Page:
Mainstream discourse about ‘mental illness’ often assumes that some ‘mental disorders’ are more ‘biologically caused’ than ‘psychologically caused.’ However, this common yet unsupported assumption might be steering many away from therapy. A new study from Yale University dives into this problematic belief, and the findings might change the way we approach mental health.
In the complex mental health landscape, the battle between biology and psychology is rife with misconceptions and misunderstandings. New research from Yale psychologists Annalise Perricone & Woo-kyoung Ahn explores why many people perceive psychotherapy to be less effective when mental disorders are assumed to be tied to biological factors. The results are as surprising as they are concerning.
“When mental disorders are attributed to biological factors, people appear to endorse psychotherapy’s effectiveness less strongly,” Perricone and Ahn explain. “Even mental health clinicians show this tendency. Given biological explanations for a hypothetical patient’s symptoms (e.g., genetic causes, brain abnormalities), clinicians judged psychotherapy to be less effective than when given psychosocial explanations for the same person’s symptoms (e.g., childhood trauma).”
The experiment conducted by Perricone & Ahn in the study sought to understand why people tend to perceive psychotherapy as less effective for mental disorders assumed to be more ‘biologically caused’ than ‘psychologically caused.’ The researchers focused on exploring three specific beliefs that might explain this perception:
- Neurodualism: The false idea that mental treatments can’t affect assumed ‘biologically caused’ disorders.
- Controllability: The incorrect notion that assumed ‘biologically caused’ processes are beyond control.
- Discount of Psychological Causes: The problematic tendency to ignore psychological factors once a disorder is labeled as ‘biologically caused.’
These misconceptions are not just erroneous; they’re influencing decisions about therapy.
A total of 278 U.S. adults participated in the experiment. Initially, participants’ endorsement of these three beliefs was measured. Participants were then asked to judge the effectiveness of psychotherapy for a hypothetical case of depression, and they were subsequently provided with information about the biological causes of the depression. After receiving this information, they were asked to rate the effectiveness of psychotherapy again.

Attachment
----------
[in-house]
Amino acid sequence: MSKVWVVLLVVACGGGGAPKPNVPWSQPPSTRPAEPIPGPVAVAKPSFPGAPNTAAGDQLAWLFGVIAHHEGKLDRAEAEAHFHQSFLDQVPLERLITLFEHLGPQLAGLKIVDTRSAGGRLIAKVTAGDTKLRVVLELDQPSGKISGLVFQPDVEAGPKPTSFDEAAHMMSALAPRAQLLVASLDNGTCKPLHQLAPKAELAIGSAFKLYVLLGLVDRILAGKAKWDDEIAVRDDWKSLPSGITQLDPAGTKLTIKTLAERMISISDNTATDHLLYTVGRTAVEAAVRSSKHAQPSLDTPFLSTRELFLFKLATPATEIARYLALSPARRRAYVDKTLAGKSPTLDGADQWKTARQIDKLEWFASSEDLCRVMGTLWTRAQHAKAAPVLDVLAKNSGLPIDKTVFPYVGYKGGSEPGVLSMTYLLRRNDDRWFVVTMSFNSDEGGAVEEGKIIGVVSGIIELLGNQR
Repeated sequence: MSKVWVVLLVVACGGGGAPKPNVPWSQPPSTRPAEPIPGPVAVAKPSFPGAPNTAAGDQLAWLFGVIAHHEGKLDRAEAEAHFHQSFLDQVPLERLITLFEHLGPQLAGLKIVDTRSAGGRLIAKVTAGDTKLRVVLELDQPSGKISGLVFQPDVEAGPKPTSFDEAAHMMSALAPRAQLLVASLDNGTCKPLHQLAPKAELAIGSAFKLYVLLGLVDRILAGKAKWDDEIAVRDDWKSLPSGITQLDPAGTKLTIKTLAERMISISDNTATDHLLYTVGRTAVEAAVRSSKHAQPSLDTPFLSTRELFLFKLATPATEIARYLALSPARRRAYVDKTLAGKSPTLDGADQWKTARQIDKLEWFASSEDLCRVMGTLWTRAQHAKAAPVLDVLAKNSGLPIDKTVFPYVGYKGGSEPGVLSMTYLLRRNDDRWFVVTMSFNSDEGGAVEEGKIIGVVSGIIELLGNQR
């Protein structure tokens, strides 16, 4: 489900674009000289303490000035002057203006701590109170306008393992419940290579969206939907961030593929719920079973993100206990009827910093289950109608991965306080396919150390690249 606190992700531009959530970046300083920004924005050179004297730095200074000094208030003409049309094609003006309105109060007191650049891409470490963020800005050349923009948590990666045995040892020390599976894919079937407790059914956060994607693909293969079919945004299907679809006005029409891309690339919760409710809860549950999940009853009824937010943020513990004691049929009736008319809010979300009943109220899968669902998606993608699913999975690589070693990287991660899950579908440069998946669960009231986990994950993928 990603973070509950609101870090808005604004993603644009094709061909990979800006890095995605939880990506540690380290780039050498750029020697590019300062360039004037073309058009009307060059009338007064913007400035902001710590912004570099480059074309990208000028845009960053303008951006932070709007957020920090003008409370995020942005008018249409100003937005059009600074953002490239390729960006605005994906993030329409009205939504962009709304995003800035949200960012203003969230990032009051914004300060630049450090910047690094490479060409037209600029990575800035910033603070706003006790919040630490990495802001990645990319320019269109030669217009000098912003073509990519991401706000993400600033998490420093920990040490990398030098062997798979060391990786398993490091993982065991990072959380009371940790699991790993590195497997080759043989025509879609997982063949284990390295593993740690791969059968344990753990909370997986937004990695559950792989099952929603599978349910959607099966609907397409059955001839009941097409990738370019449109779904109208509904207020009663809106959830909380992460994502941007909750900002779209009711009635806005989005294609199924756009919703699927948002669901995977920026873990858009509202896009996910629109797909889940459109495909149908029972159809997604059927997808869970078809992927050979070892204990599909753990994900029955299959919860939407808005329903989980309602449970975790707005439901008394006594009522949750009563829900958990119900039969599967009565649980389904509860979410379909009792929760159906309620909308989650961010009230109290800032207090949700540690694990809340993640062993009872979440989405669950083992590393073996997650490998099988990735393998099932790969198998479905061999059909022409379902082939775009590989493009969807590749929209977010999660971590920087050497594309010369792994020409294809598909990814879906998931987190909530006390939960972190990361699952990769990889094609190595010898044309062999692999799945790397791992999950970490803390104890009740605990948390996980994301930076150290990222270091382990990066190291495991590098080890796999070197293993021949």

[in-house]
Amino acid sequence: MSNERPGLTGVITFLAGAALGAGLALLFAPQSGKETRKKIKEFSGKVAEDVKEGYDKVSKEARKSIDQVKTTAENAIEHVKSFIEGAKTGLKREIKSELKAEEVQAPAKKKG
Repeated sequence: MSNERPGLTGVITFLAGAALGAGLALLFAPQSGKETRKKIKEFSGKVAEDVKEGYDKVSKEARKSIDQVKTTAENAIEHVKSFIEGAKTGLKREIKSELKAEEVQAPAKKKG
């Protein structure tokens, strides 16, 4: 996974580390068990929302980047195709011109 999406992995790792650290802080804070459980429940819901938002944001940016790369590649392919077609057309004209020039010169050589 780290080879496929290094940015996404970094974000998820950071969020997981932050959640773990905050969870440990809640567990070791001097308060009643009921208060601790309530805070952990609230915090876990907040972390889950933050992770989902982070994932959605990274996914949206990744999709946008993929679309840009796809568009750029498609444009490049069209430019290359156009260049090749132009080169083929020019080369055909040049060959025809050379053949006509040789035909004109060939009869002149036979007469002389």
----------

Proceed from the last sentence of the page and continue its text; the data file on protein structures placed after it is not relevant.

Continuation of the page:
The researchers looked at how participants’ endorsement of the three beliefs correlated with the change in the perceived effectiveness of psychotherapy after learning about the assumed ‘biological causes.’
What They Found
- Participants strongly endorsed all three misconceptions.
- This endorsement led to a shift in perception, undermining the value of psychotherapy for assumed ‘biologically caused’ depression.
- There was a clear link between holding these misconceptions and rejecting psychotherapy.
Simply put, the more one buys into these false beliefs, the less likely one is to consider therapy for mental disorders assumed to be ‘biologically caused.’
Participants strongly endorsed each of the proposed beliefs, with large effect sizes (Cohen’s d’s of 1.25, 1.68, and 0.53, respectively). There was also a significant decrease in the perceived effectiveness of psychotherapy for the assumed ‘biologically caused’ depression compared to the baseline ratings. The extent to which participants endorsed neurodualism, controllability, and discounting directly correlated with this decrease in perceived effectiveness.
The experiment not only identified the specific beliefs that lead to the diminished perceived effectiveness of psychotherapy for mental disorders assumed to be ‘biologically caused,’ but it also replicated previous findings, showing that participants judged psychotherapy to be less effective and medication more effective, after learning that the hypothetical depression was assumed to be ‘biologically caused.’
This research provided empirical evidence for the first time, shedding light on a widely held yet unsupported assumption that may hinder effective mental health treatment. It suggested possible interventions to counteract these beliefs and indicated areas for future research, including examining situations where medications might be perceived as less effective or where combined treatment is optimal.
“Changes in clinical practice may also reflect the trend, as biological explanations for mental disorders increasingly prevail,” the authors write. “For instance, among psychiatrists, the use of pharmacotherapy alone is increasing, while the use of psychotherapy is decreasing rapidly.”
“Furthermore, treatment perceptions can affect actual treatment outcomes… so viewing psychotherapy as less effective for mental disorders with presumed biological etiologies could be a barrier to recovery for those in need of psychotherapy.”
While enlightening, the study also points to limitations and a need for further exploration. The findings provide a basis for future studies to counter these misconceptions and explore other factors that might perpetuate this problematic view of mental disorders.
Understanding why therapy is overlooked for mental disorders assumed to be ‘biologically caused’ offers a chance to correct a pervasive and detrimental misunderstanding. This study could guide us toward more informed, compassionate, and effective treatment approaches by challenging assumptions and encouraging a more complex view of mental disorders. It’s a conversation that could redefine how we perceive and treat mental health, moving us closer to care that embraces the full complexity of the human mind.
Perricone, A., & Ahn, W. K. (2023). Reasons for the Belief that Psychotherapy is Less Effective for Biologically Attributed Mental Disorders. Cognitive Therapy and Research. Advance online publication. https://doi.org/10.1007/s10608-023-10392-7 (Link)